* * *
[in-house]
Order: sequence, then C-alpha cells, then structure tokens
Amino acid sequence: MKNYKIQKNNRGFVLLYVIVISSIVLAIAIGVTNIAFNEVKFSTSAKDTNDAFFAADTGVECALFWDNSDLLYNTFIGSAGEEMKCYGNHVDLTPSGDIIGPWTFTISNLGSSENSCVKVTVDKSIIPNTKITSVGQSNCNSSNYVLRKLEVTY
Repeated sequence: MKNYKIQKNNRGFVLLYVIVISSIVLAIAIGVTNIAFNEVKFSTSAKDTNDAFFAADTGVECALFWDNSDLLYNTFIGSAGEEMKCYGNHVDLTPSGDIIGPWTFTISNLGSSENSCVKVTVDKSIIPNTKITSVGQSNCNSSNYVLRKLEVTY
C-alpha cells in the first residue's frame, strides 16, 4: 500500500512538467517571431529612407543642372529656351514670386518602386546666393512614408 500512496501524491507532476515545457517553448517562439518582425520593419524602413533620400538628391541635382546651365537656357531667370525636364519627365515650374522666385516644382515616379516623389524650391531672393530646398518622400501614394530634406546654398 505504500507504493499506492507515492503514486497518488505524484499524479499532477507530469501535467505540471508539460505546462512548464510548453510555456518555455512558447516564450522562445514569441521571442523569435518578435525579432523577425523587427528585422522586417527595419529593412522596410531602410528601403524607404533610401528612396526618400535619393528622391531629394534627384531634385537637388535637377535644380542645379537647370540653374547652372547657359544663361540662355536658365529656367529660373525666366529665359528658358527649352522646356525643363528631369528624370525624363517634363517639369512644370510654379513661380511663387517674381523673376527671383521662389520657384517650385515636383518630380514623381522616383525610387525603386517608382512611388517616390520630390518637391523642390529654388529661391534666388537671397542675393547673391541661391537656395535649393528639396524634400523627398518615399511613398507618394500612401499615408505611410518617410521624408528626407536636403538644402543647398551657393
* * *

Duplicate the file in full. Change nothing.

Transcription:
[in-house]
Order: sequence, then C-alpha cells, then structure tokens
Amino acid sequence: MKNYKIQKNNRGFVLLYVIVISSIVLAIAIGVTNIAFNEVKFSTSAKDTNDAFFAADTGVECALFWDNSDLLYNTFIGSAGEEMKCYGNHVDLTPSGDIIGPWTFTISNLGSSENSCVKVTVDKSIIPNTKITSVGQSNCNSSNYVLRKLEVTY
Repeated sequence: MKNYKIQKNNRGFVLLYVIVISSIVLAIAIGVTNIAFNEVKFSTSAKDTNDAFFAADTGVECALFWDNSDLLYNTFIGSAGEEMKCYGNHVDLTPSGDIIGPWTFTISNLGSSENSCVKVTVDKSIIPNTKITSVGQSNCNSSNYVLRKLEVTY
C-alpha cells in the first residue's frame, strides 16, 4: 500500500512538467517571431529612407543642372529656351514670386518602386546666393512614408 500512496501524491507532476515545457517553448517562439518582425520593419524602413533620400538628391541635382546651365537656357531667370525636364519627365515650374522666385516644382515616379516623389524650391531672393530646398518622400501614394530634406546654398 505504500507504493499506492507515492503514486497518488505524484499524479499532477507530469501535467505540471508539460505546462512548464510548453510555456518555455512558447516564450522562445514569441521571442523569435518578435525579432523577425523587427528585422522586417527595419529593412522596410531602410528601403524607404533610401528612396526618400535619393528622391531629394534627384531634385537637388535637377535644380542645379537647370540653374547652372547657359544663361540662355536658365529656367529660373525666366529665359528658358527649352522646356525643363528631369528624370525624363517634363517639369512644370510654379513661380511663387517674381523673376527671383521662389520657384517650385515636383518630380514623381522616383525610387525603386517608382512611388517616390520630390518637391523642390529654388529661391534666388537671397542675393547673391541661391537656395535649393528639396524634400523627398518615399511613398507618394500612401499615408505611410518617410521624408528626407536636403538644402543647398551657393